13 August 2015

District Attorneys in California Have One Fewer Way to Let Killer Cops Walk

California has just passed a law that forbids the use of secret grand juries to investigate police involved shootings:
Gov. Jerry Brown signed legislation Tuesday making California the first state in the nation to ban the use of grand juries to decide whether police officers should face criminal charges when they kill people in the line of duty.

The ban, which will go into effect next year, comes after grand juries in Ferguson, Missouri, and Staten Island, New York, made controversial decisions in secret hearings last year not to bring charges against officers who killed unarmed black men, sparking protests across the country. Calls for transparency also have come amid national concerns about disparate treatment of blacks and other racial minorities when encounters with cops turned deadly in Baltimore, Cincinnati and South Carolina.

"What the governor's decision says is, he gets it -- the people don't want secrecy when it comes to officer-involved shootings," said retired judge and former San Jose independent police auditor LaDoris Cordell, the first African-American appointed as a judge in Northern California and a key supporter of the bill. "We're not trying to get more officers indicted. We're saying, 'Whatever you decide, do it in the open.'"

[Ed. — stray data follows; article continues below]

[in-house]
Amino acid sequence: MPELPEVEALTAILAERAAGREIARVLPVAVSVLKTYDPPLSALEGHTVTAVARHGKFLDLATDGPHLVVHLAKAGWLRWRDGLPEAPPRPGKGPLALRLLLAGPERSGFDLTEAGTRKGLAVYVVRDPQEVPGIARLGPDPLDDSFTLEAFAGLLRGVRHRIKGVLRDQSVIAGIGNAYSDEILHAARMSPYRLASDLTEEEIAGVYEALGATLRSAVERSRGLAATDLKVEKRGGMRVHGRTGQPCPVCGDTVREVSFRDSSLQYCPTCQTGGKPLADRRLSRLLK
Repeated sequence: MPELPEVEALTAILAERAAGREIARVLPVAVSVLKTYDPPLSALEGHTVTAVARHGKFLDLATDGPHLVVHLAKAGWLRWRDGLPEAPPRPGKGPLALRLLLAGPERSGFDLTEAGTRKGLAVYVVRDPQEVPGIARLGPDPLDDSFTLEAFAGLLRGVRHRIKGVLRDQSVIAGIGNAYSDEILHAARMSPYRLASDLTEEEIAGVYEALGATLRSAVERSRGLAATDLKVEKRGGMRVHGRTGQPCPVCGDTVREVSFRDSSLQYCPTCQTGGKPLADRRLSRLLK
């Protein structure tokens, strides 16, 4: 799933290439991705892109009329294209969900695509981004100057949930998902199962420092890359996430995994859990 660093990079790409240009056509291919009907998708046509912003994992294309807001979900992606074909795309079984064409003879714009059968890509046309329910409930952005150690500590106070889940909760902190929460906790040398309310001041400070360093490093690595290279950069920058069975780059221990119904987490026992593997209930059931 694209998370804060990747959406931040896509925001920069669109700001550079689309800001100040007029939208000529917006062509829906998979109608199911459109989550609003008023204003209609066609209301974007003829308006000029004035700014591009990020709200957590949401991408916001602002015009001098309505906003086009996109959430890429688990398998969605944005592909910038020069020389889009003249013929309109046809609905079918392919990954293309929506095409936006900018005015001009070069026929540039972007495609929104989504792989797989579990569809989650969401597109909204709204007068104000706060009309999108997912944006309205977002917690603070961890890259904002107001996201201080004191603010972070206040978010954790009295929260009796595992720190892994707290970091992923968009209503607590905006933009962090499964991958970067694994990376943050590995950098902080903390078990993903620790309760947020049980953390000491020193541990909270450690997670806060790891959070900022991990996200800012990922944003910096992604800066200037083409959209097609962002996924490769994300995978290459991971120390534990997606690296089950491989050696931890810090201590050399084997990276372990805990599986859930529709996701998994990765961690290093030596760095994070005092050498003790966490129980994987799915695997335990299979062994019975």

What we have seen recently is that there are a lot of DA's out there who use grand juries to justify not pursuing bad cops.

Now those DA's will no longer have plausible deniability.

Now it will go to a preliminary hearing, with a judge, and where defense counsel can contest the facts and the law, in public.

It's not creating a state level prosecutor who's only job is investigating and prosecuting police shootings, but it's better than the status quo.


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